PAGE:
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Re: st: mixed effect model and autocorrelation

Subject   Re: st: mixed effect model and autocorrelation
Date   Sat, 13 Oct 2007 12:00:33 +0200

Panel commands in Stata (note: only "S" capitalized!) usually accept unbalanced panels as input. 
-glamm- (remember the dashes!), which you can download from ssc (by typing: -ssc install gllamm-), allow for the option cluster, which at least partially corrects for autocorrelation. Here you can find an useful intro on both the command and mixed models
But: are you sure that you need a multilevel mixed-effects command? -xtmixed- would be very useful e.g. in trying to predict a region level dependendent variable using region- and country-level independent variables, where regions are nested within countries. If you need something else, other commands may turn to be more useful and/or may allow for more options. An Kit provided useful suggestions for these cases.

At 02.33 12/10/2007 -0400, [ISO-8859-1] Ola Sj÷berg wrote:
>Hi everyone,
>This is the first time I try to post a question on the Statalist, and I 
>hope someone out there can help me to understand my perhaps somewhat 
>naive question.
>I have an unbalanced dataset, covering 15 countries over 20 years. As 
>usually with time-series data, there is significant autocorrelation that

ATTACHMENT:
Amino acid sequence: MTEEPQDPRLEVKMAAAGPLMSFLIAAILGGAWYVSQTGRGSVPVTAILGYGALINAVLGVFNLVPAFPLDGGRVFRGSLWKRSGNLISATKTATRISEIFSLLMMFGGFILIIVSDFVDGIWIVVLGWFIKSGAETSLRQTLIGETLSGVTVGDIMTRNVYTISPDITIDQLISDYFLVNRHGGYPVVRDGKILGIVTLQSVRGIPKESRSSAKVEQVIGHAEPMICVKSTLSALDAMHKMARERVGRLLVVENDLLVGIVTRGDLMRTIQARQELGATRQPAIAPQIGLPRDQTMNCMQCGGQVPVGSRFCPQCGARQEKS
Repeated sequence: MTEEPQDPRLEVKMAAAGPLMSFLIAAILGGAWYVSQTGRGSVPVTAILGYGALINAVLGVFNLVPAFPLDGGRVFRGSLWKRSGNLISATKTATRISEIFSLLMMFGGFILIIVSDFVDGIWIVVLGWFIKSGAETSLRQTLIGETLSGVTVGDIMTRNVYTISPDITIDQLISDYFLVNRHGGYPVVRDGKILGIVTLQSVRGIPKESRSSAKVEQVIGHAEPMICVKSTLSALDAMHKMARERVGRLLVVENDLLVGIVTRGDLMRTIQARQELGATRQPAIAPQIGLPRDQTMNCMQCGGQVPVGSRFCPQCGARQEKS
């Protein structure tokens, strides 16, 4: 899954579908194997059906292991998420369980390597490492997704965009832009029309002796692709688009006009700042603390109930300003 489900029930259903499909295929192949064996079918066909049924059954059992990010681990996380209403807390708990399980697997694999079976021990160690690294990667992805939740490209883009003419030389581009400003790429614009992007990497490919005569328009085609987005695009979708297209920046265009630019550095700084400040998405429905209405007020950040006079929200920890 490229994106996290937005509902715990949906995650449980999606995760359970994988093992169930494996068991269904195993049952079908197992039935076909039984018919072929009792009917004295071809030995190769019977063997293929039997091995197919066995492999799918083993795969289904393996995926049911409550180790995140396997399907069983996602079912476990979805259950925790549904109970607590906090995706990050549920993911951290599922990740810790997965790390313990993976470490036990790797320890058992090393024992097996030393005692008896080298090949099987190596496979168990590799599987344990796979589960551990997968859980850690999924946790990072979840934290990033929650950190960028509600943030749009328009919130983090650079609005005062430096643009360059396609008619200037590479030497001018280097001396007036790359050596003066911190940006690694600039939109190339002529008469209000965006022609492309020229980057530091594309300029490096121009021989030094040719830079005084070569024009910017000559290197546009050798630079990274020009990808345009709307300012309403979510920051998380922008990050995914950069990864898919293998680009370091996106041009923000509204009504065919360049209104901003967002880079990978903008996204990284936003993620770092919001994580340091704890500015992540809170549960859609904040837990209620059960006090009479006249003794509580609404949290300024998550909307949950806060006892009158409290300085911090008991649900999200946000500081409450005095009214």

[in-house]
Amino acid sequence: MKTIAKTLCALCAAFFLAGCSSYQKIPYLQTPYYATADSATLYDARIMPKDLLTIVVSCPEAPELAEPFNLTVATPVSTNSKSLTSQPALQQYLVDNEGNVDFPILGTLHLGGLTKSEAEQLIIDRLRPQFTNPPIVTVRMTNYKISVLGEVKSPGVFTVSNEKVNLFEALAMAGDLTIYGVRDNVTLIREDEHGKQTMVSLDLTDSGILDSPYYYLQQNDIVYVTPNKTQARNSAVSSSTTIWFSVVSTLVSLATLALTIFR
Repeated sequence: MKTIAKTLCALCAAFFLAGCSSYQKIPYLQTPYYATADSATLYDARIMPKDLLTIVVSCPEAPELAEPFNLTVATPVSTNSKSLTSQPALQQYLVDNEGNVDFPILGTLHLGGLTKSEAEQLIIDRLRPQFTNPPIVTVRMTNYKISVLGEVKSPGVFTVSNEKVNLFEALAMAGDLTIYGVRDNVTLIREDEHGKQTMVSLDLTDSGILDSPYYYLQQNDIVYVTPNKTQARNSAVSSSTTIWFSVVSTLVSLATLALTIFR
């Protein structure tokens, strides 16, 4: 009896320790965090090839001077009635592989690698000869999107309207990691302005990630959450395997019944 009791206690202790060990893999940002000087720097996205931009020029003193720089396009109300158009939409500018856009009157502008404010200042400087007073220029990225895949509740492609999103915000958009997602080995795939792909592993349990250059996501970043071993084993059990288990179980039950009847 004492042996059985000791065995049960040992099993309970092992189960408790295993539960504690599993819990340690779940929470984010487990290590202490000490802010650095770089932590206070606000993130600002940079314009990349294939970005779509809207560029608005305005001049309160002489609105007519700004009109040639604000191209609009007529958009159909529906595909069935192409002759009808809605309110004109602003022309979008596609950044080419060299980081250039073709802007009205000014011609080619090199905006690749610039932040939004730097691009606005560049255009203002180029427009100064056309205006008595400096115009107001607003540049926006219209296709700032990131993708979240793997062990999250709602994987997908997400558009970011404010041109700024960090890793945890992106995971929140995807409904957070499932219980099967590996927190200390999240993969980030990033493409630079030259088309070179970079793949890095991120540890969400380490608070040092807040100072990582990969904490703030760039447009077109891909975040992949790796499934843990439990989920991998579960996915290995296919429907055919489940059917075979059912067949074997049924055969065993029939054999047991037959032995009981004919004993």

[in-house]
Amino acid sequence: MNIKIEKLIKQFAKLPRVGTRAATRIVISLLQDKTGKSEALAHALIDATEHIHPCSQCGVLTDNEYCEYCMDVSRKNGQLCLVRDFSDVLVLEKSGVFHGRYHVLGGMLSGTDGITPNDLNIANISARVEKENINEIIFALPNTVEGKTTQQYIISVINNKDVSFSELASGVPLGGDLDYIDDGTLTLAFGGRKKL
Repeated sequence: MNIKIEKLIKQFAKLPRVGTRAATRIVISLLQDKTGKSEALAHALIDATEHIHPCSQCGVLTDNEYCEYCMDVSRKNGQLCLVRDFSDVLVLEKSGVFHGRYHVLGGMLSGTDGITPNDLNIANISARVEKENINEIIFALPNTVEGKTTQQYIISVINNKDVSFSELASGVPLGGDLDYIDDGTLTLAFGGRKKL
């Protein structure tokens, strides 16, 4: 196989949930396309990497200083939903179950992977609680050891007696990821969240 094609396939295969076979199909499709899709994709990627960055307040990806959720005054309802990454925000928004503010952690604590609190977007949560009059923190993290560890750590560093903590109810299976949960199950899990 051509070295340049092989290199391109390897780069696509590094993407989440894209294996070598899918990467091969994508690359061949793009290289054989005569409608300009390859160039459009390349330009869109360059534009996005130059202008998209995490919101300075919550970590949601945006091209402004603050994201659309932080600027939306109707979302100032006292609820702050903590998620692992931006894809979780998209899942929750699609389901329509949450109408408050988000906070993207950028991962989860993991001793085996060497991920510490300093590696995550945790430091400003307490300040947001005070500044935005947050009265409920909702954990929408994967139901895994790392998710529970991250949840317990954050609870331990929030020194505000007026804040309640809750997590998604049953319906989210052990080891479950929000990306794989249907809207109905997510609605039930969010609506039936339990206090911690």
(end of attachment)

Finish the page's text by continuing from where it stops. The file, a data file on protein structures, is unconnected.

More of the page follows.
>I somehow need to take into account. One option for analyzing this data 
>would be what I would call "pooled time series regression", or the xtgls 
>option in STATA. These models would allow me to take into account the 
>autocorrelation. Another option would be a multilevel mixed-effects 
>model (xtmixed), which I understand have some nice features: it can 
>accommodate unbalanced data, and it will estimate variance components at 
>different levels (over time and between countries).
>Now to my question: How should I think about, and understand, the 
>autocorrelation in the mixed effects model? With my (somewhat limited) 
>experience with time-series data, I need to somehow take the 
>autocorrelation into account. How is this done in a mixed-effect model? 
>Since years are nested within countries, will the estimated standard 
>errors be valid?
>I hope someone can just give some hints on how to thick about this, or 
>perhaps give me some suggestions on readings.

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